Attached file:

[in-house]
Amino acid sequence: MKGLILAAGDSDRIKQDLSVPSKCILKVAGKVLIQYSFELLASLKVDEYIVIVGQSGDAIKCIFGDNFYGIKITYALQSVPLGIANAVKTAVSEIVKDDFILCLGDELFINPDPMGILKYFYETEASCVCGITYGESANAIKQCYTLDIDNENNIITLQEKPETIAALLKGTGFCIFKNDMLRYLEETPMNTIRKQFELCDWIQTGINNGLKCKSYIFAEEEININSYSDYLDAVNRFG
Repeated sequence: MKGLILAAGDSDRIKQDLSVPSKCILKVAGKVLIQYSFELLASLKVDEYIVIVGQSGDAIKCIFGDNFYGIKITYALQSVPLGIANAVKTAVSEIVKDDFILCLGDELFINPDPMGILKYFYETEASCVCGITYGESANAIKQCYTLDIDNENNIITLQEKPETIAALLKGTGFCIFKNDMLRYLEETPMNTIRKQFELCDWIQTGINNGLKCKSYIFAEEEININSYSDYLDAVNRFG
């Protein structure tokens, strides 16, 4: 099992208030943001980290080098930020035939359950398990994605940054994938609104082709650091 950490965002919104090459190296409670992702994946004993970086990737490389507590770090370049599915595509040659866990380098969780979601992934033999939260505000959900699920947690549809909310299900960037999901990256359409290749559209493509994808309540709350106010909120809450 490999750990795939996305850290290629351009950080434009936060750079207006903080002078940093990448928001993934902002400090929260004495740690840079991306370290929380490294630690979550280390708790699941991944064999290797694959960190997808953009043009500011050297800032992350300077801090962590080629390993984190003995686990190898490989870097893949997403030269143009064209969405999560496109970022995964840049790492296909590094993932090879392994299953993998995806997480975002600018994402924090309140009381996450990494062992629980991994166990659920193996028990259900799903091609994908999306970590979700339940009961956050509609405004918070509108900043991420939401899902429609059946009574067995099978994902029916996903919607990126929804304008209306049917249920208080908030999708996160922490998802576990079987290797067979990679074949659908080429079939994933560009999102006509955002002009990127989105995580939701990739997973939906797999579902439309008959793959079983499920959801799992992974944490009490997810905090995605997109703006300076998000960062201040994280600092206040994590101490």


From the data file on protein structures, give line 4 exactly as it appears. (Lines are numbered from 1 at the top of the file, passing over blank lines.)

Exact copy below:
């Protein structure tokens, strides 16, 4: 099992208030943001980290080098930020035939359950398990994605940054994938609104082709650091 950490965002919104090459190296409670992702994946004993970086990737490389507590770090370049599915595509040659866990380098969780979601992934033999939260505000959900699920947690549809909310299900960037999901990256359409290749559209493509994808309540709350106010909120809450 490999750990795939996305850290290629351009950080434009936060750079207006903080002078940093990448928001993934902002400090929260004495740690840079991306370290929380490294630690979550280390708790699941991944064999290797694959960190997808953009043009500011050297800032992350300077801090962590080629390993984190003995686990190898490989870097893949997403030269143009064209969405999560496109970022995964840049790492296909590094993932090879392994299953993998995806997480975002600018994402924090309140009381996450990494062992629980991994166990659920193996028990259900799903091609994908999306970590979700339940009961956050509609405004918070509108900043991420939401899902429609059946009574067995099978994902029916996903919607990126929804304008209306049917249920208080908030999708996160922490998802576990079987290797067979990679074949659908080429079939994933560009999102006509955002002009990127989105995580939701990739997973939906797999579902439309008959793959079983499920959801799992992974944490009490997810905090995605997109703006300076998000960062201040994280600092206040994590101490």